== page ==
Iran, Turkey fight over Tal Afar

IS' No. 2 man, Abu Alaa al-Afri, who was Abu Bakr al-Baghdadi's deputy, hails from Tal Afar and was killed in the city in an Iraqi raid last year.

The city of Tal Afar, with its diverse population, has become a controversial battlefield for parties beyond Iraqi borders, which is what confirms its geographic importance — especially for Iran seeking to reach Syria through the Iraqi land channel, and for Turkey seeking to revive the glory of the Ottoman expansion.

The city is home to different ethnicities and has a Shiite Turkmen majority, which is at the base of the Iranian-Turkish conflict (Iran supports the Shiites, while Turkey supports the Turkmens).

It is important to note the Shiite-Sunni conflict among the Turkmen population, which could spark a raging war within the district, making it easier for Iran and Turkey to gain a foothold in the city that might involve military presence.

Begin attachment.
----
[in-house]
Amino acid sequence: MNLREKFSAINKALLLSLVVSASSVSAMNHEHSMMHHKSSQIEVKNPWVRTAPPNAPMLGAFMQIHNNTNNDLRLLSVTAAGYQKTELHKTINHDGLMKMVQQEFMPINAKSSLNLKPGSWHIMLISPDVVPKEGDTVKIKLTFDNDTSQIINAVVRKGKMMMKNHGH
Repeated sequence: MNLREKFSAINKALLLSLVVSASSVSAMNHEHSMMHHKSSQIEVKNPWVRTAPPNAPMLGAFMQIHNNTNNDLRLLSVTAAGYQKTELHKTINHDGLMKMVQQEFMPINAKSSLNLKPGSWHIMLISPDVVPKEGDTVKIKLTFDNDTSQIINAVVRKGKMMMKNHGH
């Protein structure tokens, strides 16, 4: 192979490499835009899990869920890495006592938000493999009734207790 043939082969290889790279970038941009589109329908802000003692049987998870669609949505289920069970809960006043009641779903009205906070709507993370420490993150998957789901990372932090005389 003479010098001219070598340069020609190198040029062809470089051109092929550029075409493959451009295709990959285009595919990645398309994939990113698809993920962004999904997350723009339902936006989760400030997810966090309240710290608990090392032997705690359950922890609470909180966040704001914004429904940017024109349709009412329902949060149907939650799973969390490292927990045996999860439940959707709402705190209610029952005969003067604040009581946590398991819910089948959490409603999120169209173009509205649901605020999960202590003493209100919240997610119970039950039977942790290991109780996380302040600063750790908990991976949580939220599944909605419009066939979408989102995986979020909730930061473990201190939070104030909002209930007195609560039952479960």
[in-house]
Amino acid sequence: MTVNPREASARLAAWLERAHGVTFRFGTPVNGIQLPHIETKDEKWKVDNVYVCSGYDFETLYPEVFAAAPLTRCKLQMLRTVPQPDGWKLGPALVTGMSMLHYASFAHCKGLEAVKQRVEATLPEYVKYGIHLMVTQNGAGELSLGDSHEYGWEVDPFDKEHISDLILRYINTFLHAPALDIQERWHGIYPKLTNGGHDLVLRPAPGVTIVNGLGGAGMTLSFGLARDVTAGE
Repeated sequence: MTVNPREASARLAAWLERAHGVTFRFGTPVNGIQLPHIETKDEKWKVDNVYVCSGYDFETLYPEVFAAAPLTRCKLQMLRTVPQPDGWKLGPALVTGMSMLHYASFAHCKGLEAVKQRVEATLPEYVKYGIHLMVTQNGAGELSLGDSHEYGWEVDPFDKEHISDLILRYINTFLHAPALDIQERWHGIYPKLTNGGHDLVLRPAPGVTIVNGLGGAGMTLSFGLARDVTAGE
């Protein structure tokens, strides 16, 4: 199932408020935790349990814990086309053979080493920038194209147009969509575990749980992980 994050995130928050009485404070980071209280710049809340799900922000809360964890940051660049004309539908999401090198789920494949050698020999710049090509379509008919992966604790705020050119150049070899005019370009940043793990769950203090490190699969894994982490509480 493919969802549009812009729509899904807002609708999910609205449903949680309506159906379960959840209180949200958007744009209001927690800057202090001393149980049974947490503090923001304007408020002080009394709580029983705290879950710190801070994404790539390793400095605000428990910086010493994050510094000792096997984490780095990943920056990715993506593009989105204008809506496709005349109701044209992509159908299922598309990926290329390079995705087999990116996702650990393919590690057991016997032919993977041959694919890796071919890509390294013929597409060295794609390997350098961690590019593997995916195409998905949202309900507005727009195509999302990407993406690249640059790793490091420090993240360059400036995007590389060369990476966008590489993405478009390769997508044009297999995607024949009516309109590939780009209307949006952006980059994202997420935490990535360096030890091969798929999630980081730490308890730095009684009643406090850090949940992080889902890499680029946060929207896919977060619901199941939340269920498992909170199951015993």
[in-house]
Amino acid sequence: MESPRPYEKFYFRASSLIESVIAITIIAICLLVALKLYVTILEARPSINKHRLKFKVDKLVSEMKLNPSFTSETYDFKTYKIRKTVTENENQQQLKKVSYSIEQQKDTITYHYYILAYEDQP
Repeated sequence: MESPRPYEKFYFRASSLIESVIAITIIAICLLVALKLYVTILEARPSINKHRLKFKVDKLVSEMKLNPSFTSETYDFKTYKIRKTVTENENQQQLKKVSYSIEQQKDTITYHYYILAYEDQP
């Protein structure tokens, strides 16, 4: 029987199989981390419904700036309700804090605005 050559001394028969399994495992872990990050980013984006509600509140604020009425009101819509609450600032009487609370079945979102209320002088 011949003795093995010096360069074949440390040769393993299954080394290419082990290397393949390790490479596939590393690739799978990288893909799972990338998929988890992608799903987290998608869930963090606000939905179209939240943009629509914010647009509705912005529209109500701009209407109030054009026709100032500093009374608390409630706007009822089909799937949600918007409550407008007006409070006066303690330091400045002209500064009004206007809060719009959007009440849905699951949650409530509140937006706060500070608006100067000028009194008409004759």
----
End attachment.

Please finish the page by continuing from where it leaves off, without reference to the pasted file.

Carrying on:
To add fuel to the fire, there has been talk that the liberation of Tal Afar, which is still under IS control, will be under the supervision of the head of Iran’s Quds Force, Qasem Soleimani. This would be a major provocation for the Sunnis there.

The PMU involvement in Tal Afar is also controversial and is seen as a reaction to the Turkish presence in Bashiqa.

Faleh al-Fayad, the head of the PMU and the national security adviser in Iraq, said, “The PMU’s goal is to liberate the city of Tal Afar and reach the outskirts of Mosul, without entering the city unless by an order from the commander in chief of the armed forces.”

On Oct. 30, the Turkmen Front in the Kurdistan Region parliament warned against any demographic change in the district of Tal Afar as a result of the PMU interference in the battle there, and thus refused the latter’s participation in the liberation of the city.

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